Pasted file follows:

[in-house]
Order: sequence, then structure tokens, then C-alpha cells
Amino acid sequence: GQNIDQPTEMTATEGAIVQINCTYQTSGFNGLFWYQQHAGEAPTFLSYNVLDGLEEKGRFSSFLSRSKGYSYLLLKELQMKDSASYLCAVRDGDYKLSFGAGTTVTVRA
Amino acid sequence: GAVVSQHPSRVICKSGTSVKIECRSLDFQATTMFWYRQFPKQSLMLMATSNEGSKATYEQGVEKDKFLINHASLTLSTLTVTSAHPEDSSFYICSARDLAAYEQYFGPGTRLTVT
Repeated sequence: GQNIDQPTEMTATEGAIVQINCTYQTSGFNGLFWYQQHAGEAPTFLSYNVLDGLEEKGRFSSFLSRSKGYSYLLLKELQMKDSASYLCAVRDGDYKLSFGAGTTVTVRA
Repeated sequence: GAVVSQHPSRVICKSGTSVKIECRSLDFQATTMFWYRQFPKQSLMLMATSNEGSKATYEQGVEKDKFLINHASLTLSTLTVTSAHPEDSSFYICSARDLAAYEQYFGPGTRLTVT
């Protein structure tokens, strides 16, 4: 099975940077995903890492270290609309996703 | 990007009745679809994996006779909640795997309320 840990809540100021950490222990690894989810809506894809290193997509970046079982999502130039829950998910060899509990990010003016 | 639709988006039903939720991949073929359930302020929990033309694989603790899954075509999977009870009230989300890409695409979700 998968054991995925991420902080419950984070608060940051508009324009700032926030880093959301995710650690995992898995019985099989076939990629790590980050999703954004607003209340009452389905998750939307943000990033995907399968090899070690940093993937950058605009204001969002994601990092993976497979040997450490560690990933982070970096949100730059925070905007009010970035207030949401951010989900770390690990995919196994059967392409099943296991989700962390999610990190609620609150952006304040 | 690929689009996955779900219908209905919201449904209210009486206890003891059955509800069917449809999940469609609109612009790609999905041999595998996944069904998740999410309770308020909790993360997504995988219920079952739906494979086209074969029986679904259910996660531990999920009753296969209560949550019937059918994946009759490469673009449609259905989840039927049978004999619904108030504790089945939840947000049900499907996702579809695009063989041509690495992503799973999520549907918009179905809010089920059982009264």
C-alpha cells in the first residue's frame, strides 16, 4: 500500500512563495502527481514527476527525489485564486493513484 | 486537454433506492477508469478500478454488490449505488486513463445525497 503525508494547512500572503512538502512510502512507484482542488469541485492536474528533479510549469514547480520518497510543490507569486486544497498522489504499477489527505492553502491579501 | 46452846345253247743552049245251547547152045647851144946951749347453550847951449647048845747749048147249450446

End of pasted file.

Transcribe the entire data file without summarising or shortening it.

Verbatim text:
[in-house]
Order: sequence, then structure tokens, then C-alpha cells
Amino acid sequence: GQNIDQPTEMTATEGAIVQINCTYQTSGFNGLFWYQQHAGEAPTFLSYNVLDGLEEKGRFSSFLSRSKGYSYLLLKELQMKDSASYLCAVRDGDYKLSFGAGTTVTVRA
Amino acid sequence: GAVVSQHPSRVICKSGTSVKIECRSLDFQATTMFWYRQFPKQSLMLMATSNEGSKATYEQGVEKDKFLINHASLTLSTLTVTSAHPEDSSFYICSARDLAAYEQYFGPGTRLTVT
Repeated sequence: GQNIDQPTEMTATEGAIVQINCTYQTSGFNGLFWYQQHAGEAPTFLSYNVLDGLEEKGRFSSFLSRSKGYSYLLLKELQMKDSASYLCAVRDGDYKLSFGAGTTVTVRA
Repeated sequence: GAVVSQHPSRVICKSGTSVKIECRSLDFQATTMFWYRQFPKQSLMLMATSNEGSKATYEQGVEKDKFLINHASLTLSTLTVTSAHPEDSSFYICSARDLAAYEQYFGPGTRLTVT
């Protein structure tokens, strides 16, 4: 099975940077995903890492270290609309996703 | 990007009745679809994996006779909640795997309320 840990809540100021950490222990690894989810809506894809290193997509970046079982999502130039829950998910060899509990990010003016 | 639709988006039903939720991949073929359930302020929990033309694989603790899954075509999977009870009230989300890409695409979700 998968054991995925991420902080419950984070608060940051508009324009700032926030880093959301995710650690995992898995019985099989076939990629790590980050999703954004607003209340009452389905998750939307943000990033995907399968090899070690940093993937950058605009204001969002994601990092993976497979040997450490560690990933982070970096949100730059925070905007009010970035207030949401951010989900770390690990995919196994059967392409099943296991989700962390999610990190609620609150952006304040 | 690929689009996955779900219908209905919201449904209210009486206890003891059955509800069917449809999940469609609109612009790609999905041999595998996944069904998740999410309770308020909790993360997504995988219920079952739906494979086209074969029986679904259910996660531990999920009753296969209560949550019937059918994946009759490469673009449609259905989840039927049978004999619904108030504790089945939840947000049900499907996702579809695009063989041509690495992503799973999520549907918009179905809010089920059982009264």
C-alpha cells in the first residue's frame, strides 16, 4: 500500500512563495502527481514527476527525489485564486493513484 | 486537454433506492477508469478500478454488490449505488486513463445525497 503525508494547512500572503512538502512510502512507484482542488469541485492536474528533479510549469514547480520518497510543490507569486486544497498522489504499477489527505492553502491579501 | 46452846345253247743552049245251547547152045647851144946951749347453550847951449647048845747749048147249450446